Singapore’s controversial Herpes-related drug therapy fish therapy fish, herpes, and herpes all now have final approval from the National Health Insurance (NHI) in a landmark victory for the country’s controversial anti-herpes law.
The NHI passed the Bill on Tuesday after the public consultation period, which ended on January 31, 2018.
The Bill, which will now be presented to the Council of Ministers, has been opposed by the health minister, Dr. Goh Chok Tong.
She said the legislation would be bad for the Singapore economy.
“The Singaporeans will be hurt by this,” Dr. Pham Van Thoen told the council.
The law, which aims to ban the importation and sale of fish that contain the virus, came into force in March 2018 and the number of confirmed cases rose from 9,913 in December to 20,766 in January.
In June, the Singapore Health Council said that a large proportion of the fish imported in the country had the virus.
The Council of Ministerial Committees (CMCs) in July and August recommended that the Bill be amended to include fish species that do not contain the Herpes virus, such as sea cucumbers, sardines, salmon, and swordfish.
The Singapore government said it is considering amendments to the Bill.
“We will work with the NHI to make this necessary amendment to ensure that Singaporeans can still enjoy the benefits of our country’s high standard of fish treatment,” the Ministry of Health said in a statement on Tuesday.
The bill’s final approval came after months of controversy over the law.
During public hearings in August 2018, the NHM warned that the new bill would put Singaporeans’ health at risk and urged people to be patient.
“For all of Singapore’s people, the bill is the culmination of years of work by the Ministry and NHM,” Dr Goh said in August.
“I hope you will understand this is the last step.
The Ministry is going to do everything possible to protect the health and well-being of Singaporeans.”
The NHM said in its own statements that the law’s implementation would be delayed until 2021 and that it was unlikely that the final version of the bill would be approved by the Council on January 1, 2019.
It said that, “while it is not yet possible to predict the outcome of the NHMP, it will be considered by the Minister and his committee as the law takes effect in 2021.”
The Minister of Health did not respond to The Associated Press’ request for comment.
The NHM did not immediately respond to an email seeking comment.
The Public Health Agency of Singapore, which regulates the NHIS, did not return an email for comment as of Monday night.
Dr. Phan Phuc-Ling, NHM deputy director-general, said the NHIs new Bill would be implemented within the time frame that is prescribed.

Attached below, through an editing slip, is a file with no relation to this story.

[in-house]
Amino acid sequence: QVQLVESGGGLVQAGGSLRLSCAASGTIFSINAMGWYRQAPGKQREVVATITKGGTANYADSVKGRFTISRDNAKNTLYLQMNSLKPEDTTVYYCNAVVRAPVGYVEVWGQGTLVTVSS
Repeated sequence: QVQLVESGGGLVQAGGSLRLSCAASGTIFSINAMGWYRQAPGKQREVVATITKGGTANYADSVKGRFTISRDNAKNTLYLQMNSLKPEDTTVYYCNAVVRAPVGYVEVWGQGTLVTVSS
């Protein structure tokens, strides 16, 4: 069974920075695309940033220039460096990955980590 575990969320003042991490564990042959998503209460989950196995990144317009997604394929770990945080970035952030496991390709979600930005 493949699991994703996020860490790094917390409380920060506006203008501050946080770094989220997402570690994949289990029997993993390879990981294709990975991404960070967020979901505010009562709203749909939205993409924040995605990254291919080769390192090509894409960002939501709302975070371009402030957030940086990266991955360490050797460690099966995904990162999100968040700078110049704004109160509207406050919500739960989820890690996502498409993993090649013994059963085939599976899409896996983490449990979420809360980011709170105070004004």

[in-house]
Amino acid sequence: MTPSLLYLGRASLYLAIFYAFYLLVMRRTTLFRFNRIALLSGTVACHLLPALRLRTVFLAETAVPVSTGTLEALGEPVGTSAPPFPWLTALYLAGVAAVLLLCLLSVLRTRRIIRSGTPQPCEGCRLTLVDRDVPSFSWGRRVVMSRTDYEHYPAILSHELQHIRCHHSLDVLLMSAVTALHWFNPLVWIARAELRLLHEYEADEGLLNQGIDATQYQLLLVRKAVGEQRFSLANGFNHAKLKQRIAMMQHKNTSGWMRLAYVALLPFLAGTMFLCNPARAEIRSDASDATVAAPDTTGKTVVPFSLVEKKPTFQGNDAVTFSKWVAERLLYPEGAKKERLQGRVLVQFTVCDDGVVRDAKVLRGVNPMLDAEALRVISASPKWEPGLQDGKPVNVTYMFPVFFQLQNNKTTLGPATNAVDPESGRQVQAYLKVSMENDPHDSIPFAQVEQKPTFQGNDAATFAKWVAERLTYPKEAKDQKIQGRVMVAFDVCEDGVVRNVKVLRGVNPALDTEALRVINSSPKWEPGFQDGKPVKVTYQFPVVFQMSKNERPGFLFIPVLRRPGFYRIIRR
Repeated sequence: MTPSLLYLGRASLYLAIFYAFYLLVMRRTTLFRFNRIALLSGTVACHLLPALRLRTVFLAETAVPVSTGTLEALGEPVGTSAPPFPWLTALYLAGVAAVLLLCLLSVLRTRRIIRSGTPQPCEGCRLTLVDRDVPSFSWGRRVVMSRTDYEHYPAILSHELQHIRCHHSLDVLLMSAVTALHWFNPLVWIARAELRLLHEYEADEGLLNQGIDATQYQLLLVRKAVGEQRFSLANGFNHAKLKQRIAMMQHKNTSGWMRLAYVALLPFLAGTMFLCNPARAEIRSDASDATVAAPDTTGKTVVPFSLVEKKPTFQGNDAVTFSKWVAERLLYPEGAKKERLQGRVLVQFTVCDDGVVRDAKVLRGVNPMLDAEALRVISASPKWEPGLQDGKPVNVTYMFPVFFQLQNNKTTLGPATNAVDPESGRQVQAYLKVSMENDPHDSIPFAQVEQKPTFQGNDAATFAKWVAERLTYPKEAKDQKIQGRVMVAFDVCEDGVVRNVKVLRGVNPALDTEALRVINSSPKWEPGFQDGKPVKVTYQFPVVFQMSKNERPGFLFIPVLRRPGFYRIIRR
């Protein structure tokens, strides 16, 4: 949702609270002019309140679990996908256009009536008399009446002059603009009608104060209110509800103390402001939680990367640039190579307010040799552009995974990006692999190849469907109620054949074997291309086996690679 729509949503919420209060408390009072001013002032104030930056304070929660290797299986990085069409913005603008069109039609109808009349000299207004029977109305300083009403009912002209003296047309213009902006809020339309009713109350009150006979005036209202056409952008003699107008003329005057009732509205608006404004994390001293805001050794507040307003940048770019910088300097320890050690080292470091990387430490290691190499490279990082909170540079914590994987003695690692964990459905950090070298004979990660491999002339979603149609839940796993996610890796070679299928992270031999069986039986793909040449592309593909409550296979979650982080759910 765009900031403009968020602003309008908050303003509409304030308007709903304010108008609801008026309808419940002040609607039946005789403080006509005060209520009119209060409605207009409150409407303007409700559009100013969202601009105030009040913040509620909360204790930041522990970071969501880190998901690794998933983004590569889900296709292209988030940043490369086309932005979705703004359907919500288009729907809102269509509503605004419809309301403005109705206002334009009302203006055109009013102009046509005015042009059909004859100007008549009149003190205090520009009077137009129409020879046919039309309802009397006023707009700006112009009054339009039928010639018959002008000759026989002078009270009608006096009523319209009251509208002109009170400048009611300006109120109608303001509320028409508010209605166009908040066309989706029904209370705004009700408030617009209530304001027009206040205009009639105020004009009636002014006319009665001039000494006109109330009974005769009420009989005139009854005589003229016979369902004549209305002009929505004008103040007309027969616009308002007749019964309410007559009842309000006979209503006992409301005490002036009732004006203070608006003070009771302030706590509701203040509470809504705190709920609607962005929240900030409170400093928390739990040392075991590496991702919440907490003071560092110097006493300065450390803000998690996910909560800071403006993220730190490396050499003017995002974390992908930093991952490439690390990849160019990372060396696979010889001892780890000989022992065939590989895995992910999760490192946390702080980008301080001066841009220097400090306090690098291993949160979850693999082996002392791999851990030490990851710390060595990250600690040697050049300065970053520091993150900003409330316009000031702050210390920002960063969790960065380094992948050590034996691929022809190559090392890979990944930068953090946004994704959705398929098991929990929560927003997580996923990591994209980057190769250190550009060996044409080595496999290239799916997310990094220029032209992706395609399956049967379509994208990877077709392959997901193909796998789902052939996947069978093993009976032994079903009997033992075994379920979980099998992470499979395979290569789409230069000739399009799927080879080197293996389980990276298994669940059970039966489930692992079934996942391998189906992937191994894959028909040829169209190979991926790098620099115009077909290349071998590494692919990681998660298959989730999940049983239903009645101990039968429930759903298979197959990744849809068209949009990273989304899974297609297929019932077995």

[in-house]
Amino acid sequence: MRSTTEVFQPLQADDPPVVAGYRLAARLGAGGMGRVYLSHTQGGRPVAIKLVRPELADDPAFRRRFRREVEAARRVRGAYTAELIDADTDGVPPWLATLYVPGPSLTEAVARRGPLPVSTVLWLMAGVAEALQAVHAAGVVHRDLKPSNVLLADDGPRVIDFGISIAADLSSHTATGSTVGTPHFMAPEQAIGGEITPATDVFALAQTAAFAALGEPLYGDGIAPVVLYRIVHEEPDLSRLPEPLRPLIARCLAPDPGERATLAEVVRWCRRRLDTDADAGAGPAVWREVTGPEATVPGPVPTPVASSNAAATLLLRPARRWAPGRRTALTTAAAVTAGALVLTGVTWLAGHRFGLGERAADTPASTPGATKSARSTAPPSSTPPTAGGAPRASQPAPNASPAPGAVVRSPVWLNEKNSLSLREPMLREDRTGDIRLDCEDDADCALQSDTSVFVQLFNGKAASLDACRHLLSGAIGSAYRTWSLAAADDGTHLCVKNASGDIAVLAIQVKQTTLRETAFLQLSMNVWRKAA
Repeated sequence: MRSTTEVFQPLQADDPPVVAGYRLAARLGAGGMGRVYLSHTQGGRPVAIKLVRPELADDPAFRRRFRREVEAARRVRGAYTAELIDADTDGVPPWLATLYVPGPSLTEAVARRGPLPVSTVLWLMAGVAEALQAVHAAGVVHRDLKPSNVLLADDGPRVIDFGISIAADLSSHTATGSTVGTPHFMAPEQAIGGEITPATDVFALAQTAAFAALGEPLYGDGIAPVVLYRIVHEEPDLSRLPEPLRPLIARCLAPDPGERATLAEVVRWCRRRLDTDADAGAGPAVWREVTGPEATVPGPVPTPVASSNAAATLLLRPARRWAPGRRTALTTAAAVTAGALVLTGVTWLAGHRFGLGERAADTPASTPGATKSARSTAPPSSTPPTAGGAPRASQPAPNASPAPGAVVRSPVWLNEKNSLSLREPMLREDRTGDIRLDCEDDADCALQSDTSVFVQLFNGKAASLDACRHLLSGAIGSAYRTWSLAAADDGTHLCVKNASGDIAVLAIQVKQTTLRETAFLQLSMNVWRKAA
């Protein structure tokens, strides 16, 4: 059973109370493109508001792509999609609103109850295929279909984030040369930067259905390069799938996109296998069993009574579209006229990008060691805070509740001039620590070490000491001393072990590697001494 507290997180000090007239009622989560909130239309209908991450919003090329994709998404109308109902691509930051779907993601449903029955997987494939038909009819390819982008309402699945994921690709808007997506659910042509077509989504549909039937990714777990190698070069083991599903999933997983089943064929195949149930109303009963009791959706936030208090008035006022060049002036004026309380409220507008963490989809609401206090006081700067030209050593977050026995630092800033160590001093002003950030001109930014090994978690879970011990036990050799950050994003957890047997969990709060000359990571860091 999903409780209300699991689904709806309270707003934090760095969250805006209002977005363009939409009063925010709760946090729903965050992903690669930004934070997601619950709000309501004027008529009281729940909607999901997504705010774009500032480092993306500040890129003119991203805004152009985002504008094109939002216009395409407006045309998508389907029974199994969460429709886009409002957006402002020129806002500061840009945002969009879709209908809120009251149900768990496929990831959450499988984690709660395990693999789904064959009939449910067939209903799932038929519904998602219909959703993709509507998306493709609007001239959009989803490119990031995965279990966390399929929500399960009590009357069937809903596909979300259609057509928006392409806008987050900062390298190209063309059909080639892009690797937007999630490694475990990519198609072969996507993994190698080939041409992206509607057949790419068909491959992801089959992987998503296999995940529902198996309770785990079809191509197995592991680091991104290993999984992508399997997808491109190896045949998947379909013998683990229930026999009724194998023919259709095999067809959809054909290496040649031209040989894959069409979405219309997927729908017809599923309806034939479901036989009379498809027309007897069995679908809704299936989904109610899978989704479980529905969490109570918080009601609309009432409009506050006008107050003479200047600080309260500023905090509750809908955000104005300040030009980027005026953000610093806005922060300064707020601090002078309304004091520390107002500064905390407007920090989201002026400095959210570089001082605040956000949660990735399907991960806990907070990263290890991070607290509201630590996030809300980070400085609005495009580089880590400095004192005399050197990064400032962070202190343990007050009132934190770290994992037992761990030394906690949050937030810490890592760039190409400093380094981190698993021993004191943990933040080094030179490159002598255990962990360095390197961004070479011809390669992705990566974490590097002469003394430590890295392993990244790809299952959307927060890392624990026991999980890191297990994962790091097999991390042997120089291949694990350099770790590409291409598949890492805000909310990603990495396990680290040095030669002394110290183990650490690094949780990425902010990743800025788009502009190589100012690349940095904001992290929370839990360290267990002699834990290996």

“The NHI has determined that the amendments proposed in the Bill should be effective in 2021,” she said.
In June, Singapore’s Health Council called on the NHMs Health Ministry to remove the word “exterminate” from the new Bill, saying it would give it “an unintended, confusing and harmful implication.”
Singapore’s NHM added in a public statement that the NHAs amendment was necessary “in order to safeguard the safety of Singaporean people, as well as the public good.”
The new Bill was drafted with the input of the Public Health Authority of Singapore and the Singapore Ministry of Justice, according to a statement released by the NHMM on Monday.
According to NHM, the proposed Bill would make the import and sale ban on imported fish “consistent with the United Nations Food and Agriculture Organization’s (FAO) international standards,” as well make it clear that the ban will only apply to fish that have been tested for the virus and not to fish containing any other species.
However, critics say the Bill will still allow imports of fish with a virus containing other viruses and/or parasites.
If the NHs amendment is enacted, fish imports that do contain other viruses would be subject to quarantine, according the NHMC.
Although the NHMY has previously recommended that all fish imported into Singapore be tested for any other viruses, it is currently not mandatory to test fish that do carry other viruses.
The ban on the import of fish containing other species of viruses is currently in place only for fish that are tested for other viruses or parasites, such for Atlantic salmon.
Earlier this month, Singapore passed a law to ban importation of fish without a virus test.
Critics say the NHMI and the NHMA will continue to allow imports into Singapore that are already in the ban, while ignoring the fact that Singapore already has the highest levels of testing and the highest incidence of any country in the world for other species than fish.
Read more about: